Northern Premier League
Ashton-under-Lyne is a town within the Metropolitan Borough of Tameside, in Greater Manchester, lying under the Pennine hills, roughly seven miles east of Manchester City Centre. Although existing for centuries, Ashton grew rapidly in size during the 19th century due to cotton spinning and weaving, and coal mining. Today, Ashton is a predominantly residential town
My trip to Manchester for an FA Cup tie at the City of Manchester Stadium with an early Sunday kick-off facilitated a Saturday night stay at Stockport. Accordingly, the world of non-league football was again opened up to me with various options in the Manchester area. My travelling companions attended Stalybridge Celtic v Bradford Park Avenue. I am reliably informed that the pie, peas and gravy at that match was very good. I opted for Ashton United v Barrow (Att: 220) in the Unibond President's Cup Quarter Final. 120 minutes of good football thwarted by excellent goalkeeping brought about a penalty shoot out won by Barrow 4-2. Collectors of football memorabilia will be disappointed to learn that Steve Martin soon swooped for my match ticket !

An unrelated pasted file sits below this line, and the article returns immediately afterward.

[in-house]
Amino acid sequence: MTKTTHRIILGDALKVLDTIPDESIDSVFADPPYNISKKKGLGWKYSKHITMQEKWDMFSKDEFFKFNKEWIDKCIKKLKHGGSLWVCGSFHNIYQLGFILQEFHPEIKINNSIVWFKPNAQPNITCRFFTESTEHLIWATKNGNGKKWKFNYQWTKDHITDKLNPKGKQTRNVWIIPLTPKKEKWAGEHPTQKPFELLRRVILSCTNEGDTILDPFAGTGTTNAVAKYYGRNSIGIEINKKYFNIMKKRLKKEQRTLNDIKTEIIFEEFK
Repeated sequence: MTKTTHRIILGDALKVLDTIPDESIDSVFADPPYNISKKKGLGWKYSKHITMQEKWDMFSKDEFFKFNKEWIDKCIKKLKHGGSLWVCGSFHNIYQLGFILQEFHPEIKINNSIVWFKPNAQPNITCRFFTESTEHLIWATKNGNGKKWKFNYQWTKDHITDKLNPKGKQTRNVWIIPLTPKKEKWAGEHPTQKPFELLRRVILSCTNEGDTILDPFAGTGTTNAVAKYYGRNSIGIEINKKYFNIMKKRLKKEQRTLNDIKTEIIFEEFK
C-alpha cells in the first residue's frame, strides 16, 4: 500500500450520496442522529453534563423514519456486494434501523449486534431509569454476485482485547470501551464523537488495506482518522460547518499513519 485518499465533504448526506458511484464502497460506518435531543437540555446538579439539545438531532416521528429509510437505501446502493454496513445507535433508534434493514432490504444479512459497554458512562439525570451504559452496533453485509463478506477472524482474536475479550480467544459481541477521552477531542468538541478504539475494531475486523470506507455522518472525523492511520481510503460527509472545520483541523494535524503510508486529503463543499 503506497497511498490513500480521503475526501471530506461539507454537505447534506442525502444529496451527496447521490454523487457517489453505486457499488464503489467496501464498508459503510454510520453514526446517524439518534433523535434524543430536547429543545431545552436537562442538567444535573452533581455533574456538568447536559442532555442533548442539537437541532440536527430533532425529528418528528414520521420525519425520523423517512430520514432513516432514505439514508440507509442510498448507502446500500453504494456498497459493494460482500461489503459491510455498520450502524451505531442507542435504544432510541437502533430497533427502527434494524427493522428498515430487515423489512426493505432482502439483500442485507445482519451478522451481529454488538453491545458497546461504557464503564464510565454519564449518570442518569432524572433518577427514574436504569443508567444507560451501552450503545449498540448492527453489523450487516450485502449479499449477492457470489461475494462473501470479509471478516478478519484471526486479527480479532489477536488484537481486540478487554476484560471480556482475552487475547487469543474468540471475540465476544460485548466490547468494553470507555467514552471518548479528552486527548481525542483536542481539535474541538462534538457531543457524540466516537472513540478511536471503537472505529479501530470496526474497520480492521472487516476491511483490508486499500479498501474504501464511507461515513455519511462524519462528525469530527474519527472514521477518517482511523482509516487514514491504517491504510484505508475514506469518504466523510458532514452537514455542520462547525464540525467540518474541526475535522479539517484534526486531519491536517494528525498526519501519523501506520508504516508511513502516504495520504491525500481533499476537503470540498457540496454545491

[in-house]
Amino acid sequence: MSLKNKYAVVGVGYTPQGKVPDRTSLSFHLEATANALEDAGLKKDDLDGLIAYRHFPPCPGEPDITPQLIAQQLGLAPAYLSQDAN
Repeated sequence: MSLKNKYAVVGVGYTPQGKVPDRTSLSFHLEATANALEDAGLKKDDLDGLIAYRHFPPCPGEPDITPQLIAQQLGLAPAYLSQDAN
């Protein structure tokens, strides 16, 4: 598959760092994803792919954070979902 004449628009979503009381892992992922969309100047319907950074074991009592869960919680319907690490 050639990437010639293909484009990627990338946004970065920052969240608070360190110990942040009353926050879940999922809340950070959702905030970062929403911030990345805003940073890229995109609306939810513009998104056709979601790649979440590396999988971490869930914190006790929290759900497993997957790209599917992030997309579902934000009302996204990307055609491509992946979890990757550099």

The Surrey Street ground in Hurst Cross ground is a 25 minute walk from Stalybridge station where I parted from the others. Ashton-Under-Lyme station is similarly close but the former has a better service with trains to both Manchester stations whereas the latter is only served by Victoria.
|Buffet Bar at Stalybridge|
Real Ale enthusiasts should take the opportunity to visit the Station Buffet at Stalybridge. Apart from a superb selection of ales, there is some interesting railway memorabilia. The buffet is also decorated as to recapture the past and the open fire looked inviting on this visit.
The ground is pleasant with covered accommodation on both sides (includes seated main stand) with uncovered terracing forming the remainder. Ashton were founded in 1878 and are clearly a club with a lot of tradition.